The problem of mental disorder
This chapter returns to Zollikoner Seminare and to its sketch of the notion of illness. Considering the fact that every illness deprives human existence of some possibilities, Heidegger explains every pathological state as a phenomenon of privation. This applies not only to mental disorders, but also to somatic disorders. As to the notion of privation, Heidegger explains it with a reference to Plato's concept of relative non-being (τò μη 'òν), which appears in the dialogue Sophist, but it seems that his usage of the term "privation" owes much more to Aristotle's notion of στέρησις. It is perhaps no accident that in his Metaphysics Aristotle explains the meaning of στέρησις on the example of illness (blindness). In any case, Heidegger concretizes his view of the psychopathological phenomena suggesting that they bear all signs of the entanglement in the world, and thus of the inauthentic existence. Saying this, he actually makes an analogy between mental illness and the inauthentic existence on the one side, and the mental health and the authentic existence on the other. The authentic existence is, thus, placed in the position of the normative ideal of health, while the inauthentic existence serves as a model explaining all psychopathological phenomena. Nevertheless, it is questionable whether the same applies to the somatic sphere of existence, as well.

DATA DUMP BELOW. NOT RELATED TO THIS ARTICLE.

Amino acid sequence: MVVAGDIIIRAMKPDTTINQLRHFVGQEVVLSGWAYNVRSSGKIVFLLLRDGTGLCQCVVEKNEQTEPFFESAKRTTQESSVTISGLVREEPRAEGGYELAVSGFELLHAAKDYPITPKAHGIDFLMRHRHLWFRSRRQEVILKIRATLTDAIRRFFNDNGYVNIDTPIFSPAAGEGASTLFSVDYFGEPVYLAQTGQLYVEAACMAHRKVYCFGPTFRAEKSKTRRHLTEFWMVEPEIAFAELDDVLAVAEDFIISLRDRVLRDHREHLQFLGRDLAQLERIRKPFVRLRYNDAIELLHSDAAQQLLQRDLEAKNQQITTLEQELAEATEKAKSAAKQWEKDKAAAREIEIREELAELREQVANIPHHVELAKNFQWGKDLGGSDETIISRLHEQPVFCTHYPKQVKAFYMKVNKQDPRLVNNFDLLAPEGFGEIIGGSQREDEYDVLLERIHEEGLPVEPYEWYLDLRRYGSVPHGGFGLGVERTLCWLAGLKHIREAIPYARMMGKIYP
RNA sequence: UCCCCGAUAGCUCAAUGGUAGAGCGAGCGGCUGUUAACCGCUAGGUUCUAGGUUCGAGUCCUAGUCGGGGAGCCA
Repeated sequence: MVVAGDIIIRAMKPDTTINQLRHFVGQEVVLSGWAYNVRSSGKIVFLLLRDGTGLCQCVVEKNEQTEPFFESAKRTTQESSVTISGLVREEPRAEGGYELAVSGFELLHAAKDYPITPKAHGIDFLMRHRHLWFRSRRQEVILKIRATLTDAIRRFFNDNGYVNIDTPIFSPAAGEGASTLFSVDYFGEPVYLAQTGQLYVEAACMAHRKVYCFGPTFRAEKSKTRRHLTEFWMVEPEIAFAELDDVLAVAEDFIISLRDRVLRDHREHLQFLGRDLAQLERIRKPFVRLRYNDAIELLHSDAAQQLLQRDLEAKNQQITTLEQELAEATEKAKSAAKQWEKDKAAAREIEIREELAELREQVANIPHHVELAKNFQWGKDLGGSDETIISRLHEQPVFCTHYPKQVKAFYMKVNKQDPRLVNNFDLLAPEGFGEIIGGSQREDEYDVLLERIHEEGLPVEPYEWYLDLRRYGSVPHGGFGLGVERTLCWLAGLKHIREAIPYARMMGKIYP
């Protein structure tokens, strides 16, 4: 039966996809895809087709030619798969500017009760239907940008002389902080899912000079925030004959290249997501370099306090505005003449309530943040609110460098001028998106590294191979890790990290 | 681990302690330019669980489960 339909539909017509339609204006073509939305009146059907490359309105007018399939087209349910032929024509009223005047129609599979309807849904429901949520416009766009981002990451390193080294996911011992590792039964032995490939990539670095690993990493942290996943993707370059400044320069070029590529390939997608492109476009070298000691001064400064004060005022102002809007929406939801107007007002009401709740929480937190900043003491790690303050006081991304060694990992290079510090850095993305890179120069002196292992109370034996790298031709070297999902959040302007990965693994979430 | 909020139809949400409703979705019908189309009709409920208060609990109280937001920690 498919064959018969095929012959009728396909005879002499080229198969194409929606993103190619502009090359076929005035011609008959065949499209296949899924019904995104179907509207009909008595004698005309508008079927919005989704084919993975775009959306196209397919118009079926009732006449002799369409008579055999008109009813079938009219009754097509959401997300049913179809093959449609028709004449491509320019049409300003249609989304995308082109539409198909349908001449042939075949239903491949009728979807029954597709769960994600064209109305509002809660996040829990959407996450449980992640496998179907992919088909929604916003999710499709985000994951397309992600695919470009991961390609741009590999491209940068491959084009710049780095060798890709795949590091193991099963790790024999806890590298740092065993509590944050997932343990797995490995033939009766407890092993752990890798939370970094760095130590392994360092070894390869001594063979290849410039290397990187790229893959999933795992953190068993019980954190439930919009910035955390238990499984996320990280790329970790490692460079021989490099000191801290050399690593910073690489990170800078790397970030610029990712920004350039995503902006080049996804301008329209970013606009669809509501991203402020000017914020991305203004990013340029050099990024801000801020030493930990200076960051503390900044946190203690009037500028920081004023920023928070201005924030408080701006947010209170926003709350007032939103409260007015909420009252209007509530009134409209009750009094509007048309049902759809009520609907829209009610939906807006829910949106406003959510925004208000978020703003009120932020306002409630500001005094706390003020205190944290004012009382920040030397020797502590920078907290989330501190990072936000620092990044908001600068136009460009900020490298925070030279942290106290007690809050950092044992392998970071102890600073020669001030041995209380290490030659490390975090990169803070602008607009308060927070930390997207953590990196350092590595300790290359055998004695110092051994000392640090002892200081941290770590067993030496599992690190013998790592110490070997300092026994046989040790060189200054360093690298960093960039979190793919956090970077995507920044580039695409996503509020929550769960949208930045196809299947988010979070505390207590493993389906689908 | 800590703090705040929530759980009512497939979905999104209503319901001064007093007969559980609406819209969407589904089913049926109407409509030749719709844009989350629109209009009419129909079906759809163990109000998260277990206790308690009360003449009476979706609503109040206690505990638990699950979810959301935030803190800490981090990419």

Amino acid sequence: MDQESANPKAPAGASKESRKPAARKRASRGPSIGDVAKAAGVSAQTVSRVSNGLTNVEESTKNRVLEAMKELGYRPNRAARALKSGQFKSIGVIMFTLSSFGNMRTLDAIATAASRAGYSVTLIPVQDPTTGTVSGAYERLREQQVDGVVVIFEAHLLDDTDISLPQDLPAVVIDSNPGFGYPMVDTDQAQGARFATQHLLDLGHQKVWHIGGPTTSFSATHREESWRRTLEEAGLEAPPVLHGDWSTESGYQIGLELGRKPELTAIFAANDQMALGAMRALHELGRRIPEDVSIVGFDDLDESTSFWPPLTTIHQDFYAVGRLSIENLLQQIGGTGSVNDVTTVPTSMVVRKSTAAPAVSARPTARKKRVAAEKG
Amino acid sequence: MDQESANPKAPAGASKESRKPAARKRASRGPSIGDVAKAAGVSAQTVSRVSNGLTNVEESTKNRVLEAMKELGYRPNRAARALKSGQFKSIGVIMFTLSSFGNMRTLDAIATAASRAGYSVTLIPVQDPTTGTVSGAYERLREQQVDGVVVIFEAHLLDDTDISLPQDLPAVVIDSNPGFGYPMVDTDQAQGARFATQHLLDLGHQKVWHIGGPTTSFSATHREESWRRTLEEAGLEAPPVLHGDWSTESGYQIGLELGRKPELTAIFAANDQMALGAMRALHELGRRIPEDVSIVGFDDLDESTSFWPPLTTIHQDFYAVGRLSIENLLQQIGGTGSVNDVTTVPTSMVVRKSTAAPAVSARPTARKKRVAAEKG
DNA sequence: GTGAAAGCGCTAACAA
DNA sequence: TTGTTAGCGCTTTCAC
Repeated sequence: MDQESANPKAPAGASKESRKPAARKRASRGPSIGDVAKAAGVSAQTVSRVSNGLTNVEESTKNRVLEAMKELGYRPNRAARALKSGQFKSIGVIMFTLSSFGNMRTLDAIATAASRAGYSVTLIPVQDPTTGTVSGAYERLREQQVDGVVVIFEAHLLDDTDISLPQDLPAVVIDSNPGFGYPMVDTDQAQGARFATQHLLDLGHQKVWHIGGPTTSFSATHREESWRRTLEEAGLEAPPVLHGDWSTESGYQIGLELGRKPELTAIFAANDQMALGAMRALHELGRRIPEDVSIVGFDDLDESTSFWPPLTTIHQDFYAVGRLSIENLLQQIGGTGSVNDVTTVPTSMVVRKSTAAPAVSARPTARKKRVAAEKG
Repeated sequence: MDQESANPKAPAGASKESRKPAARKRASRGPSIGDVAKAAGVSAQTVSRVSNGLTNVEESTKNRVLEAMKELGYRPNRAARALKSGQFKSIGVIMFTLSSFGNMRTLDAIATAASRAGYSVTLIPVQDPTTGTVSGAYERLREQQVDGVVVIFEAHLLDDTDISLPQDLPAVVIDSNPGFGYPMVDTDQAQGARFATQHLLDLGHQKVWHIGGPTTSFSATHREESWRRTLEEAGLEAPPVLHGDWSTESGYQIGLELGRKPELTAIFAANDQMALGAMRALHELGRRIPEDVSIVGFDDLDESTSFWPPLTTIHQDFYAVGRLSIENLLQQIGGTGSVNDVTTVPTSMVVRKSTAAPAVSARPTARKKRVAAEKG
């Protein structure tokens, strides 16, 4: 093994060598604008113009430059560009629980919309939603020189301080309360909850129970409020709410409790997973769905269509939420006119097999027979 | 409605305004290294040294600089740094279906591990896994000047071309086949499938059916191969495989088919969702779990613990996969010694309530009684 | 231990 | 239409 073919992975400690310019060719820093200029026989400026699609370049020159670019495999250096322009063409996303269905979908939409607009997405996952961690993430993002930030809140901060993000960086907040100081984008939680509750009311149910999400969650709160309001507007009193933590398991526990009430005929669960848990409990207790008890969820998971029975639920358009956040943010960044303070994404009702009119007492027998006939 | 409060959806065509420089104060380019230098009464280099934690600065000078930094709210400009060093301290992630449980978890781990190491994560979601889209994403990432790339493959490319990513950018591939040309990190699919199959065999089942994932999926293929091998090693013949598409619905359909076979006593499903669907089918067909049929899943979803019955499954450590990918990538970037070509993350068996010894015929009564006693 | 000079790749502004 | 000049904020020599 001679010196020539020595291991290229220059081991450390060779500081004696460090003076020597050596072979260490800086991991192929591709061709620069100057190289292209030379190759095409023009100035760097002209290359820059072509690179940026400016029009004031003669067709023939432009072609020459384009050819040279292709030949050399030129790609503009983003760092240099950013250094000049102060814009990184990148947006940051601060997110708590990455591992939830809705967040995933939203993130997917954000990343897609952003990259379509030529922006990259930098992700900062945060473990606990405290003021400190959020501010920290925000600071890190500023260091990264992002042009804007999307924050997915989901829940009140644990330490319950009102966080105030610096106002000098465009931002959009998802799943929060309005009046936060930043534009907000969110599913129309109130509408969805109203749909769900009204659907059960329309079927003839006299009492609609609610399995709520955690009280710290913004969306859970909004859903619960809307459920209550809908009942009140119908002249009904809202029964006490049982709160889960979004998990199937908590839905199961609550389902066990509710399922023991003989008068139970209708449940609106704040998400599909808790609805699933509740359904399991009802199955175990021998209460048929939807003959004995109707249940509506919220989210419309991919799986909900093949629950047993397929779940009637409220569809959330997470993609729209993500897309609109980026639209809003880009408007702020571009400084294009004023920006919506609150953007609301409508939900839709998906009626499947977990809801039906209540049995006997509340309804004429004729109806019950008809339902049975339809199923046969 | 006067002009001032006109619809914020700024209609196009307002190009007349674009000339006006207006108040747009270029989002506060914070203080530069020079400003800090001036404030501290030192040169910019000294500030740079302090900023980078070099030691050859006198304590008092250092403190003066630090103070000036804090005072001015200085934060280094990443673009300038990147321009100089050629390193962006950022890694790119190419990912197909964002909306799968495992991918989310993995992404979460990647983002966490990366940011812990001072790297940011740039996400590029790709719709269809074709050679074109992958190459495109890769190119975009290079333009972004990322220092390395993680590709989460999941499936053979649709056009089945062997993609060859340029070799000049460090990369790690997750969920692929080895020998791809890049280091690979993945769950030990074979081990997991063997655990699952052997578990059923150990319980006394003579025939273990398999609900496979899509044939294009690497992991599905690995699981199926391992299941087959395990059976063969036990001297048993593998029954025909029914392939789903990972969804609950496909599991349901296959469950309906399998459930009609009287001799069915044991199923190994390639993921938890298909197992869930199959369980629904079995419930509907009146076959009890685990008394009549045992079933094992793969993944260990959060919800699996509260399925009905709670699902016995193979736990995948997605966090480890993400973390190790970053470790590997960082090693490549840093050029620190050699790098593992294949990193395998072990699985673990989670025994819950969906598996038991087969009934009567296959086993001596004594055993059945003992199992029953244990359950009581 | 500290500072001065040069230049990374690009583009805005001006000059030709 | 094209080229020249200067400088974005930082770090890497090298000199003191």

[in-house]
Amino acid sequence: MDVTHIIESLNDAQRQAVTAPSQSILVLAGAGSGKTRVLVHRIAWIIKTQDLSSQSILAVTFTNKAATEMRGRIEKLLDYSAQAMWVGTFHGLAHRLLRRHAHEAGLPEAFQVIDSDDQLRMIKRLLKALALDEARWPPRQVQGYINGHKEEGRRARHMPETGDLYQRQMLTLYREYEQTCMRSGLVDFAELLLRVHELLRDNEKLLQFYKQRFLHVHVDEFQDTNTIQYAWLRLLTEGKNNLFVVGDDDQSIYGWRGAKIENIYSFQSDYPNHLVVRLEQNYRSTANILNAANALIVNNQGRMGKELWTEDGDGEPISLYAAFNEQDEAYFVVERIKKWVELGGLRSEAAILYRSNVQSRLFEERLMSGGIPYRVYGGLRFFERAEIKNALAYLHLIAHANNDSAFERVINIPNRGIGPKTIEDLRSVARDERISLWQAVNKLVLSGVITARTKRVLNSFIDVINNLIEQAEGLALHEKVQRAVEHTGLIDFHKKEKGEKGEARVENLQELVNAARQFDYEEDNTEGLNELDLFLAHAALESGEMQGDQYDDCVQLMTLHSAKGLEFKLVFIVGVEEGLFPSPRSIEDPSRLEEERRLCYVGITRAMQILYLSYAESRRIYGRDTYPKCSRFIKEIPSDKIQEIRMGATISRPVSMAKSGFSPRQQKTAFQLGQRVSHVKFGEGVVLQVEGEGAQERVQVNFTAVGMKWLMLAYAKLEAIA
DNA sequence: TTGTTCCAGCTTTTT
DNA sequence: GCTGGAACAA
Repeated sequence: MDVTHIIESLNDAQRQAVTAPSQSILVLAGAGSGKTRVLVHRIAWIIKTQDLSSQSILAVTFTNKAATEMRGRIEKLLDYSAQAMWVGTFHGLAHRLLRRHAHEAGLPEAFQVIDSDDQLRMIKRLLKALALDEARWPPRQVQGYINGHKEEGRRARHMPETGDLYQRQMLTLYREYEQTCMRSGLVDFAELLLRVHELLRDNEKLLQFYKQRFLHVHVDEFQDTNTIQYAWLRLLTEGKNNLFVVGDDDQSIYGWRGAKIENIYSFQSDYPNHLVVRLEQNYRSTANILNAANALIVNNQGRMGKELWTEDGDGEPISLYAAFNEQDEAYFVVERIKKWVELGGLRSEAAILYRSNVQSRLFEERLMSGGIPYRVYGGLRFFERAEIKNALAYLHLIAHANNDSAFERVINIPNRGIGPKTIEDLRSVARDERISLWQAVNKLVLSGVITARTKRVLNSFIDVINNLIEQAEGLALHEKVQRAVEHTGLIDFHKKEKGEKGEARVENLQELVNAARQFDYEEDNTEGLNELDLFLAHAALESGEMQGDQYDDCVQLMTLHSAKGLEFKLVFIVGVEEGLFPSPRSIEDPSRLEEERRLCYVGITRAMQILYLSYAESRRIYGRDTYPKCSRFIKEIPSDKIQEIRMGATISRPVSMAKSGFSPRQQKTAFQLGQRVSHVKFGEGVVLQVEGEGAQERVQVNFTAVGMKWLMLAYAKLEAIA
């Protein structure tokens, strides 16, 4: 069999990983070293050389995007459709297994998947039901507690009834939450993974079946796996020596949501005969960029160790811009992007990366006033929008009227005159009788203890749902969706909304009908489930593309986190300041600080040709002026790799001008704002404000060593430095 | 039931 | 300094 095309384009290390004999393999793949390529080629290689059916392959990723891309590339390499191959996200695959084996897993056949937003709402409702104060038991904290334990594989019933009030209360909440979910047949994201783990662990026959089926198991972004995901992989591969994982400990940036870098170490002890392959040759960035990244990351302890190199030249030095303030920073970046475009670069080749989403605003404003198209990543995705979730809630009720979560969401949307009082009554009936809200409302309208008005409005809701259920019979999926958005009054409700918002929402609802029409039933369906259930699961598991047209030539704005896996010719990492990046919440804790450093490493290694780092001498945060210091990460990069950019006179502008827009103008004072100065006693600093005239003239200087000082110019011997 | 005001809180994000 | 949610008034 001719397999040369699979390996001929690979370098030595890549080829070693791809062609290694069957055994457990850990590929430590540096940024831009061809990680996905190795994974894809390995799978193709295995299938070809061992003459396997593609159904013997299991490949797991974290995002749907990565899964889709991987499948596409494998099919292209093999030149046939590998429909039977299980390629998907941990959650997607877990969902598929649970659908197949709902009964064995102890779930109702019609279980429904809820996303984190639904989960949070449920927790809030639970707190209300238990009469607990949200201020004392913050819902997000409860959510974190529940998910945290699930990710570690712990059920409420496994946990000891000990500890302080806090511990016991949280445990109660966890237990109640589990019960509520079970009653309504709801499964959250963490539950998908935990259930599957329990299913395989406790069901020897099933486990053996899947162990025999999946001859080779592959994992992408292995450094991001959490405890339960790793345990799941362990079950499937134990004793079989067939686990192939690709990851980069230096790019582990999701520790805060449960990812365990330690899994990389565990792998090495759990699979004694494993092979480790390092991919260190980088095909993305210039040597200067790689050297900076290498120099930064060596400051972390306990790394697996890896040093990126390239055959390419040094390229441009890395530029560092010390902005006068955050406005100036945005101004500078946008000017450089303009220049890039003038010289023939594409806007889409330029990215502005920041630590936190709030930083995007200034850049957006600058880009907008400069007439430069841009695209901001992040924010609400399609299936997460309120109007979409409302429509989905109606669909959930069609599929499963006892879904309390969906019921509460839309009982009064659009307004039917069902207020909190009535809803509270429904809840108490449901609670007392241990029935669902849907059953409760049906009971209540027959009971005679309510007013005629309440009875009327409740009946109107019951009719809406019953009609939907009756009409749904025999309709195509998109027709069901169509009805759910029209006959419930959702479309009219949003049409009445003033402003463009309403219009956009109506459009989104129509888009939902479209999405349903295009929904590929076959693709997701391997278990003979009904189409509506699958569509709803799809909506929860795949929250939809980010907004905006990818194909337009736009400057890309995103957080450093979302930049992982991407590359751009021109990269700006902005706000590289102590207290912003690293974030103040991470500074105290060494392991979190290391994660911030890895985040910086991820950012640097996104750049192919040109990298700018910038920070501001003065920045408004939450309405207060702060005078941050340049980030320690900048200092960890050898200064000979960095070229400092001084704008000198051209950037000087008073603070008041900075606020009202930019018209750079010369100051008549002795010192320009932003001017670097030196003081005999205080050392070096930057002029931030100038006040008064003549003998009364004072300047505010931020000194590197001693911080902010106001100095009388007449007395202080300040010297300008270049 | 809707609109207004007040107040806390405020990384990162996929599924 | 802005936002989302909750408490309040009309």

Kouba, P. (2015). The problem of mental disorder, in The phenomenon of mental disorder, Dordrecht, Springer, pp. 91-127.
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